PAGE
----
Making a bad salad is easy: Throw together ill-matched ingredients of questionable freshness, and pour gloopy bottled dressing over the top. Bad salad, done. The good news is that making a good salad is easy too. Just follow a few simple guidelines and think about the components: You’ll be tossing sweet with salty, crunchy with juicy in no time. Or look at our recipes—consider them cheat sheets, direct access to quality salad time.
The most important part of the salad is the base, whether it is delicate leafy greens, hearty greens, thinly sliced cooked or raw vegetables, or a combination of the three. Play around with different lettuces, vegetables, even fruits.
1. DELICATE LEAFY GREENS: Delicate greens take best to lighter dressings, like a simple vinaigrette or just oil. Arugula, mâche, mesclun, watercress, red leaf lettuces, fresh herbs (like chervil, chives, tarragon, parsley, dill), pea shoots, edible flowers.
Example: Mixed Greens Salad
2. HEARTY LEAFY GREENS: Heartier greens can stand up to thicker dressings, like Caesar, Green Goddess, or a puréed avocado dressing. Young kale, romaine, radicchio, Belgian endive, curly endive, dandelion, spinach, escarole, Bibb lettuce, little gem lettuce, butter lettuce, young chard
3. SLICED RAW OR COOKED VEGETABLES OR FRUITS: Thinly slicing raw vegetables like celery root or artichoke, or fruits like apples and pears, can make a delicious and substantial salad base. Same with sliced cooked vegetables, like potatoes and beets. Cabbage, fennel, radish, celery, cucumber, celery root, artichoke, carrot, jicama, roasted beets, napa cabbage, boiled potatoes, mushrooms, zucchini, summer squash
Example: Shaved Fennel and Pistachio Salad
Oil-and-vinegar is a salad dressing at its most basic. But the oil can be nut, olive, grapeseed, or a combination of several. The acid can be in the form of red wine vinegar, rice vinegar, or lemon juice. The addition of creams, eggs, or fruits, like avocado, can sweeten or change the dressing’s texture. If you want a little umami, add some soy sauce, anchovies, fish sauce, or Worcestershire sauce.
1. VINAIGRETTE: acid + optional binder (a touch of mustard) + oil + salt + pepper Acids (red wine, white wine, champagne, sherry, tarragon, rice wine, and balsamic vinegars; citrus juices), oils (olive, peanut, grapeseed, sesame, almond, walnut, pistachio, pumpkin seed), mustards (Dijon, whole grain, honey)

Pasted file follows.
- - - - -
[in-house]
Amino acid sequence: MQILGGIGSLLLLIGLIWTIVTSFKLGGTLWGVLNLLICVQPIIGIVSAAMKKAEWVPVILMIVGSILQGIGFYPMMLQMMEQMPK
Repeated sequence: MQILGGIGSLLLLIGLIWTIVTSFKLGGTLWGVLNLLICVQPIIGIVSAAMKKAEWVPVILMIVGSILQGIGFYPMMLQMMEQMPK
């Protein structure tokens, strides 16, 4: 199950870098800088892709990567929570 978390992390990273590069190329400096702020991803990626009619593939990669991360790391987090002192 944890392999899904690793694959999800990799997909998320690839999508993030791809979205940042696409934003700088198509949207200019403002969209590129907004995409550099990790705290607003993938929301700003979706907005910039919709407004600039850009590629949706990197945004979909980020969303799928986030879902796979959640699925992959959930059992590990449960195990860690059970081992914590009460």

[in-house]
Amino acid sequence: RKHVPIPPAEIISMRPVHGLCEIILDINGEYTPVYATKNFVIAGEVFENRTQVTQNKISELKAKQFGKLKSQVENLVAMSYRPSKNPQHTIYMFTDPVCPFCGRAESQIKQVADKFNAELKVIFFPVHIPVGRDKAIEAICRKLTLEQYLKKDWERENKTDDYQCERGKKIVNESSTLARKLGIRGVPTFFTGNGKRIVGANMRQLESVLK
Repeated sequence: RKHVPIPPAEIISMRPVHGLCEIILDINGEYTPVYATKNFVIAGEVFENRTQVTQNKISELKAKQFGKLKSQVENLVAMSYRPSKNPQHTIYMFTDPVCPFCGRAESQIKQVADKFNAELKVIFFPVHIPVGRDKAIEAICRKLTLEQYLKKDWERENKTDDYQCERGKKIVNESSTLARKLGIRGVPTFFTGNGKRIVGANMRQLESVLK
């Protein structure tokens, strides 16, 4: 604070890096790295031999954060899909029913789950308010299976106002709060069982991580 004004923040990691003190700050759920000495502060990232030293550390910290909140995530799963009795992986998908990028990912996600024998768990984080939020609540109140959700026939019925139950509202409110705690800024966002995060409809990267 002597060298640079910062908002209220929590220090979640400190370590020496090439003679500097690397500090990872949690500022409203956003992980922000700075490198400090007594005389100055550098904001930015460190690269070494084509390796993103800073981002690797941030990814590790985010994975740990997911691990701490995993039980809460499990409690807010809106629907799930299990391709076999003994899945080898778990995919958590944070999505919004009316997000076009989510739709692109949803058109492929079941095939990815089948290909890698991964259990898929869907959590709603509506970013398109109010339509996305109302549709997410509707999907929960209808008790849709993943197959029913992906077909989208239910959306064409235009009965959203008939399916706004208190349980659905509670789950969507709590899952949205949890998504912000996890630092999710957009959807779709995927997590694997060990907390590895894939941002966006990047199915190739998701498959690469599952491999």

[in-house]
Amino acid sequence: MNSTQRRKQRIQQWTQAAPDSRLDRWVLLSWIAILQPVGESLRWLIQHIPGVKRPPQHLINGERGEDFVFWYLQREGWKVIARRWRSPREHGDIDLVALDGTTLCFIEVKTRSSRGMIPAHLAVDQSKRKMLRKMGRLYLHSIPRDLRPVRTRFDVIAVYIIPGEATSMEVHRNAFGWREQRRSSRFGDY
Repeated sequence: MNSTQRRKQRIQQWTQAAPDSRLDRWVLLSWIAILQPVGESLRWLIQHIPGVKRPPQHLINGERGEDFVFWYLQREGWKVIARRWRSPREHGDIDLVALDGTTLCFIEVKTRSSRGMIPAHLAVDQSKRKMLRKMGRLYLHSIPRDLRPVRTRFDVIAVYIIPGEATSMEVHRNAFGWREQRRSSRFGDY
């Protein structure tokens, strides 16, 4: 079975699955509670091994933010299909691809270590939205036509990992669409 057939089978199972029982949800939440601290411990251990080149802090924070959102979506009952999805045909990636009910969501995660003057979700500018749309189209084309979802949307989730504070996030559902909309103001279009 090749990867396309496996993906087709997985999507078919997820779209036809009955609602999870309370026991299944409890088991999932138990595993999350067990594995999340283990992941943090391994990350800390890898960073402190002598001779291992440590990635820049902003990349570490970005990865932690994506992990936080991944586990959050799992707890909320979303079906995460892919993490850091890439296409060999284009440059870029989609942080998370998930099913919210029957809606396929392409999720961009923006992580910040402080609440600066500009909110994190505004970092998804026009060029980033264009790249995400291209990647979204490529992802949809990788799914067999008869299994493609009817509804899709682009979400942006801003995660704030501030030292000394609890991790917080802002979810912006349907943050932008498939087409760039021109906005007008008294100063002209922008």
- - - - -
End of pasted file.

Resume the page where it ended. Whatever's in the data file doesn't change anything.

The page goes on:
Example: Red Wine–Parsley Vinaigrette
2. EGG-BASED: acid + egg + oil + salt + pepper
Example: Caesar Dressing
3. CREAMY: acid + creamy ingredient + salt + pepper
Yogurt, crème fraîche, Mexican crema, sour cream, silken tofu, mascarpone, cream cheese, tahini, miso, coconut milk
Example: CHOW’s Green Goddess Dressing
4. VEGETABLE-BASED: puréed vegetable + acid + oil or creamy ingredient + salt + pepper
Avocado, English peas, sautéed tomato, roasted garlic, grilled peppers, caramelized onion
Example: Sherry-Tomato Vinaigrette
5. VINEGARLESS VINAIGRETTE: oil + salt + pepper
Mixing up the flavors that appeal to you and finding a balance are the keys to salad innovation.
Cheeses (goat, feta, blue, mozzarella, queso fresco, cheddar, Manchego, Parmesan, pecorino, ricotta salata), cured meats (pancetta, bacon, salami, speck), capers, olives, anchovies
Tomatoes, fresh fruit (kumquats, grapefruit, pineapple), dried fruit (cherries, cranberries), pickled foods
Dried fruit (dates, plums, cherries, golden raisins or sultanas, membrillo or quince, raisins, cranberries, sun-dried tomatoes), fresh fruit (apples, pears, citrus, stone fruit, grapes, berries, figs, melon, tropical fruit, Fuyu persimmons), vegetables (roasted beets, sweet potatoes, squash, red bell peppers, tomatoes, sugar snap peas, carrots); for dressings: honey, sugar, agave, pomegranate molasses, maple syrup, fruit juices
Example: Roasted Delicata Squash Salad
Broccoli rabe, radicchio, grapefruit, radish, endive, garlic, eggplant, arugula
Example: Tangy Apple and Beet Salad
Umami implies savory or meaty and usually involves salt, proteins, fermentation, or a combination of these. Seaweed, meats (ham, chicken, turkey, steak), cured meats (salami, pancetta, bacon, speck), fish, cured fish (sardines, anchovies), smoked foods (cheese, tofu, fish, meat, paprika, salt), cheese, fermented foods (black beans), mushrooms; for dressings: miso, broths, stocks, peanut butter, Worcestershire sauce, fish sauce, smashed anchovies, tahini
Example: Salade Lyonnaisey
Watercress, upland cress, arugula, chile peppers (fresh, dried, in adobo), black peppercorns, ginger; for dressings: Sriracha, Tabasco, horseradish, wasabi
Crunchy is sort of expected in a salad; that’s what you get from raw vegetables. But mix and match the crunchy with other textures.
Roasted veggies (squash, bell peppers, beets), toasted nuts and seeds (almonds, walnuts, pine nuts, hazelnuts, pecans, sesame seeds, sunflower seeds, pepitas, pistachios, peanuts), crispy stuff (croutons, frico, tortilla chips, breadcrumbs), poppy seeds, bean sprouts, corn, sliced raw veggies (scallions, onions, sugar snap peas, green beans, broccoli, cauliflower, fennel, radish, celery, cucumber, celery root, artichoke, carrot, jicama), sliced fruit (apples, pears, Fuyu persimmons)
Example: Fennel-Apple Slaw
Soft cheeses (goat, feta, blue, mozzarella, queso fresco), eggs (poached, soft-boiled, hard-boiled), beans (cannellini, kidney, chickpea or garbanzo), avocado, tofu, boiled potatoes, roasted veggies (sweet potatoes, eggplant, squash)
Whole grains (farro, barley, rice, bulgur, quinoa, couscous, wheat berries, kamut), dried fruit (thinly sliced dates and plums, cherries, golden raisins or sultanas, raisins, cranberries), lentils, meats, beans (chickpea or garbanzo, edamame), olives
Tomatoes, fresh fruit (apples, pears, stone fruit, tropical fruit, grapes, berries, figs, melons, persimmons)
Example: Pear and Spinach Salad